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This article was published on December 21, 2017

Facebook defends ad targeting meant to discriminate against older workers

Facebook defends ad targeting meant to discriminate against older workers

For the unemployed (or underemployed) a Verizon job ad in the Facebook Newsfeed might be just the break they’re looking for. In an ad featuring a smiling millennial woman, Verizon promises “your [sic] more than just a number,” a corporate euphemism meant to relay a company values its employees.

In this case, it’s an ironic choice of words.

Whether the sentiment was true or not is irrelevant; the ad only appeared in the feeds of those aged 25 to 36. The irony could be laughable, if it weren’t for the millions of Americans that won’t have the chance to crack a smile. For them, the ad never existed.

Verizon isn’t the only company guilty of targeting employment ads to the younger end of the workforce. According to a report published by ProPublica and The New York Times: Amazon, Goldman Sachs, Target, and Facebook itself have all been responsible for ads meant to attract the young while precluding the old.

Worse, Facebook defended the practice. According to Facebook VP Rob Goldman:

Used responsibly, age-based targeting for employment purposes is an accepted industry practice and for good reason: it helps employers recruit and people of all ages to find work.

It’s a good thing Goldman isn’t an attorney.

For one, the statement that age-based targeting is not only okay, but standard practice says little to appease current laws prohibiting exactly that. And Goldman seems to understand this is against the law.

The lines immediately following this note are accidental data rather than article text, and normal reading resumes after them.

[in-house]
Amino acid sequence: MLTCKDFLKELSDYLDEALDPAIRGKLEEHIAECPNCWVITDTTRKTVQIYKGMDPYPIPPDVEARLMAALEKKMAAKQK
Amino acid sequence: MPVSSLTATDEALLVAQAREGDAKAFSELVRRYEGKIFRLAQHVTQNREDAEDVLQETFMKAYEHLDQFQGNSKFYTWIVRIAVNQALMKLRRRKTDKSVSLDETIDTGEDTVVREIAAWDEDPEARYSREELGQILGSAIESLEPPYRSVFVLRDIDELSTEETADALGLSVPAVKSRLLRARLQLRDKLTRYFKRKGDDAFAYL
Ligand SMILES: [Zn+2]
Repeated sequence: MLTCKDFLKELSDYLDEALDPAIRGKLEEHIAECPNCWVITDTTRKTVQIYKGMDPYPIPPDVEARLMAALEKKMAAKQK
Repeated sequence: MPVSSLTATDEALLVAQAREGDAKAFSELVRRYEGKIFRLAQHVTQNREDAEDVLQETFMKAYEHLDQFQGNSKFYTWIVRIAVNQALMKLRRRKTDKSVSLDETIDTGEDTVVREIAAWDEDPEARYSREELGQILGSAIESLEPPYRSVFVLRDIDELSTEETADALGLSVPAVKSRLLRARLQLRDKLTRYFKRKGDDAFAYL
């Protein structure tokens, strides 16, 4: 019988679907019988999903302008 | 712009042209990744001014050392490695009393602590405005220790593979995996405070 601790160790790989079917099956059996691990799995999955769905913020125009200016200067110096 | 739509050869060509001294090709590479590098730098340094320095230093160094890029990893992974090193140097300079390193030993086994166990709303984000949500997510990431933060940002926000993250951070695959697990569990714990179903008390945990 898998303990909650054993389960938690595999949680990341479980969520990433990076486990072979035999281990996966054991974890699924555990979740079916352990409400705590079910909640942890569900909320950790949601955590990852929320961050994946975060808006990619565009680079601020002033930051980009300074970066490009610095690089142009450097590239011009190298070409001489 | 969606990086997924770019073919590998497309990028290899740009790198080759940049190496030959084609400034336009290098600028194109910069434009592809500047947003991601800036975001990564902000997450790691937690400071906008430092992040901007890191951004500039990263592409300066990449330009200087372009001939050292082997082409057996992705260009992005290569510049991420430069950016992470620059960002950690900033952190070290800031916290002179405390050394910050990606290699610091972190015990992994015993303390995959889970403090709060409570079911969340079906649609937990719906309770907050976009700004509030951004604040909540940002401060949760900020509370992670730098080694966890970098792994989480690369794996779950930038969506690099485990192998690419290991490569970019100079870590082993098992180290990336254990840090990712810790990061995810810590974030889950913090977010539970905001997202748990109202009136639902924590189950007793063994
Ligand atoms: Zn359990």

U.S. law forbids discrimination in employment based on age, race, gender and other legally protected characteristics. That said, simply showing certain job ads to different age groups on services like Facebook or Google may not in itself be discriminatory — just as it can be OK to run employment ads in magazines and on TV shows targeted at younger or older people.

Attempting to digest this is futile. It’s a statement that directly contradicts itself within a span of three paragraphs.

Targeting younger audiences by advertising on TV shows is standard practice. Where it differs — and thus, remains legal — is that the show doesn’t block the ad for anyone above a certain age. While Keeping Up With The Kardashians might attract the coveted 25 to 34 age group you’re looking for, that’s not to say they’re the only ones watching it. The feed doesn’t go dark when Amazon attempts to recruit its next generation of factory workers.

On Facebook, this is exactly what happens. The ad never appears to those outside of the age range specified when targeting the ad. When attempting to woo new employees or perhaps tenants in an apartment building, this is a blatant disregard for laws prohibiting such a practice.

To put it simply, 29 USC §621 plainly states:

It is therefore the purpose of this chapter to promote employment of older persons based on their ability rather than age; to prohibit arbitrary age discrimination in employment; to help employers and workers find ways of meeting problems arising from the impact of age on employment.

For Facebook, this might not mean much. The company has argued in court filings that the law governing this sort of practice, the Communications Decency Act, makes it immune from liability when serving discriminatory ads.

Whether legal or not, you’d hope human decency would prevail. Facebook, though, seems to be fresh out of that.

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